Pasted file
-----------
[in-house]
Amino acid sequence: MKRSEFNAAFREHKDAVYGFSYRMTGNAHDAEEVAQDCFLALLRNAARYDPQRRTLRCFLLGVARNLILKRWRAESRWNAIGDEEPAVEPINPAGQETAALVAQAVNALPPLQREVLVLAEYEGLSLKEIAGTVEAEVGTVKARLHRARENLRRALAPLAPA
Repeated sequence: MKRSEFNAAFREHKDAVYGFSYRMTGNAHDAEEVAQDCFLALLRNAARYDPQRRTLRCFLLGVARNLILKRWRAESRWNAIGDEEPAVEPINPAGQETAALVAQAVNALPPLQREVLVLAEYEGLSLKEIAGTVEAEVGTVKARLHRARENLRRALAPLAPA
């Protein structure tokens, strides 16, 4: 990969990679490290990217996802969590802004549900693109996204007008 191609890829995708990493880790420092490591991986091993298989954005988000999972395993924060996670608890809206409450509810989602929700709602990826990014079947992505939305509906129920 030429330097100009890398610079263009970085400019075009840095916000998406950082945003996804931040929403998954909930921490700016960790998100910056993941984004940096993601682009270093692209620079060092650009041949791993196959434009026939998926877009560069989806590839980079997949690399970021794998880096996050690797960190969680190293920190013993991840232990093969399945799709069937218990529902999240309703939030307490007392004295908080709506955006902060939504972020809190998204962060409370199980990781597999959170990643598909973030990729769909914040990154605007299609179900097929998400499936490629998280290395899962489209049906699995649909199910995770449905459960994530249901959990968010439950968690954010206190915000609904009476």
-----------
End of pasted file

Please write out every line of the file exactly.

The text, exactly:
[in-house]
Amino acid sequence: MKRSEFNAAFREHKDAVYGFSYRMTGNAHDAEEVAQDCFLALLRNAARYDPQRRTLRCFLLGVARNLILKRWRAESRWNAIGDEEPAVEPINPAGQETAALVAQAVNALPPLQREVLVLAEYEGLSLKEIAGTVEAEVGTVKARLHRARENLRRALAPLAPA
Repeated sequence: MKRSEFNAAFREHKDAVYGFSYRMTGNAHDAEEVAQDCFLALLRNAARYDPQRRTLRCFLLGVARNLILKRWRAESRWNAIGDEEPAVEPINPAGQETAALVAQAVNALPPLQREVLVLAEYEGLSLKEIAGTVEAEVGTVKARLHRARENLRRALAPLAPA
């Protein structure tokens, strides 16, 4: 990969990679490290990217996802969590802004549900693109996204007008 191609890829995708990493880790420092490591991986091993298989954005988000999972395993924060996670608890809206409450509810989602929700709602990826990014079947992505939305509906129920 030429330097100009890398610079263009970085400019075009840095916000998406950082945003996804931040929403998954909930921490700016960790998100910056993941984004940096993601682009270093692209620079060092650009041949791993196959434009026939998926877009560069989806590839980079997949690399970021794998880096996050690797960190969680190293920190013993991840232990093969399945799709069937218990529902999240309703939030307490007392004295908080709506955006902060939504972020809190998204962060409370199980990781597999959170990643598909973030990729769909914040990154605007299609179900097929998400499936490629998280290395899962489209049906699995649909199910995770449905459960994530249901959990968010439950968690954010206190915000609904009476």